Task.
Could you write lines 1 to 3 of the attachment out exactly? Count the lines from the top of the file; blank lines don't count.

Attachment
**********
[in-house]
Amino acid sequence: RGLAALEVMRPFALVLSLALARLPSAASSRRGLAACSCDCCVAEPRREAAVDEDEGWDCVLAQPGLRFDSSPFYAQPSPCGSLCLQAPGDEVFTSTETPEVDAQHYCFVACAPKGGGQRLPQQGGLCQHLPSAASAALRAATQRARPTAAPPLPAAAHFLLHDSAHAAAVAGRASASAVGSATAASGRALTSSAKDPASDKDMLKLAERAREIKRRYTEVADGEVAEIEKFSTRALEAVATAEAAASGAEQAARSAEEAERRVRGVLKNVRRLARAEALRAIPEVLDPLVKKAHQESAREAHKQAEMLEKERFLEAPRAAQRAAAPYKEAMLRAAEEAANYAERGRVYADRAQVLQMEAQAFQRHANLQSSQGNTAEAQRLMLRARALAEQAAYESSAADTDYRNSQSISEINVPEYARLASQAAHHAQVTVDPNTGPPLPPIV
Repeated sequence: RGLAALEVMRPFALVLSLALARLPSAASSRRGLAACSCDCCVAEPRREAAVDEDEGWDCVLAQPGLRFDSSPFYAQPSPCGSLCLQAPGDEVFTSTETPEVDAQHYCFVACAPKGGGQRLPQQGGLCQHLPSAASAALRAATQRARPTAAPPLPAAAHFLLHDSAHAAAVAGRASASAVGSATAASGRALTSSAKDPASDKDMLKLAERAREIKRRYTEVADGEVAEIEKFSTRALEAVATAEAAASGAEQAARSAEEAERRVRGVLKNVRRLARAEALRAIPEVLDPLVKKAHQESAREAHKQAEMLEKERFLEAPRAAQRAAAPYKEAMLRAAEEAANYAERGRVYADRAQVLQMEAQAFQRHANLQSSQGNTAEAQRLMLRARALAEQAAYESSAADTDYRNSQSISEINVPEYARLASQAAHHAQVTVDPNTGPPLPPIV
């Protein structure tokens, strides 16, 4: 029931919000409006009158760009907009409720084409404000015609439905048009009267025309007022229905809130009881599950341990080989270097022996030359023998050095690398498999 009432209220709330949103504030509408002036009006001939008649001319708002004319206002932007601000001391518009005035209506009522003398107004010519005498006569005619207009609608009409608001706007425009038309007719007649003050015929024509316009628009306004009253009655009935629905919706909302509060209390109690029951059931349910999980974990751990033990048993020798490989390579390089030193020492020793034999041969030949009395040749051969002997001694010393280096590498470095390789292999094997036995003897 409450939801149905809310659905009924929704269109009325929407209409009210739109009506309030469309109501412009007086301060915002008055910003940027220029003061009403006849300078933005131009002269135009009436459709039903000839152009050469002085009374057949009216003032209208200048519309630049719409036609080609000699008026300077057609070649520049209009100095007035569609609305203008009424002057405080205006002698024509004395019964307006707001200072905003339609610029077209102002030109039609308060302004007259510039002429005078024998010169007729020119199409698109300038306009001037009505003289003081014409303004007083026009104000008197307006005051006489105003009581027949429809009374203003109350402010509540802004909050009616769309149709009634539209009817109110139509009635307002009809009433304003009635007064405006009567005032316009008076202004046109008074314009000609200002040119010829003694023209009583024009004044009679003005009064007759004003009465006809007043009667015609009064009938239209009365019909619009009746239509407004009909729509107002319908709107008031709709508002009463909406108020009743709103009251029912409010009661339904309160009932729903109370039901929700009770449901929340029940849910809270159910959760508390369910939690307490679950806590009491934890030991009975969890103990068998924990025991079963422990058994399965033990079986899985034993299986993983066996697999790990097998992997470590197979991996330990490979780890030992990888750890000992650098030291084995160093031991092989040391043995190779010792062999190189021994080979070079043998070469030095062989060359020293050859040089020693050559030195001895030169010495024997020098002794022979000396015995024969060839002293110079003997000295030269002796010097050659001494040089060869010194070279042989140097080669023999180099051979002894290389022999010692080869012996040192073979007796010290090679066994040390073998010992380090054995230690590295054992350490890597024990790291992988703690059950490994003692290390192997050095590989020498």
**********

[in-house]
Amino acid sequence: RGLAALEVMRPFALVLSLALARLPSAASSRRGLAACSCDCCVAEPRREAAVDEDEGWDCVLAQPGLRFDSSPFYAQPSPCGSLCLQAPGDEVFTSTETPEVDAQHYCFVACAPKGGGQRLPQQGGLCQHLPSAASAALRAATQRARPTAAPPLPAAAHFLLHDSAHAAAVAGRASASAVGSATAASGRALTSSAKDPASDKDMLKLAERAREIKRRYTEVADGEVAEIEKFSTRALEAVATAEAAASGAEQAARSAEEAERRVRGVLKNVRRLARAEALRAIPEVLDPLVKKAHQESAREAHKQAEMLEKERFLEAPRAAQRAAAPYKEAMLRAAEEAANYAERGRVYADRAQVLQMEAQAFQRHANLQSSQGNTAEAQRLMLRARALAEQAAYESSAADTDYRNSQSISEINVPEYARLASQAAHHAQVTVDPNTGPPLPPIV
Repeated sequence: RGLAALEVMRPFALVLSLALARLPSAASSRRGLAACSCDCCVAEPRREAAVDEDEGWDCVLAQPGLRFDSSPFYAQPSPCGSLCLQAPGDEVFTSTETPEVDAQHYCFVACAPKGGGQRLPQQGGLCQHLPSAASAALRAATQRARPTAAPPLPAAAHFLLHDSAHAAAVAGRASASAVGSATAASGRALTSSAKDPASDKDMLKLAERAREIKRRYTEVADGEVAEIEKFSTRALEAVATAEAAASGAEQAARSAEEAERRVRGVLKNVRRLARAEALRAIPEVLDPLVKKAHQESAREAHKQAEMLEKERFLEAPRAAQRAAAPYKEAMLRAAEEAANYAERGRVYADRAQVLQMEAQAFQRHANLQSSQGNTAEAQRLMLRARALAEQAAYESSAADTDYRNSQSISEINVPEYARLASQAAHHAQVTVDPNTGPPLPPIV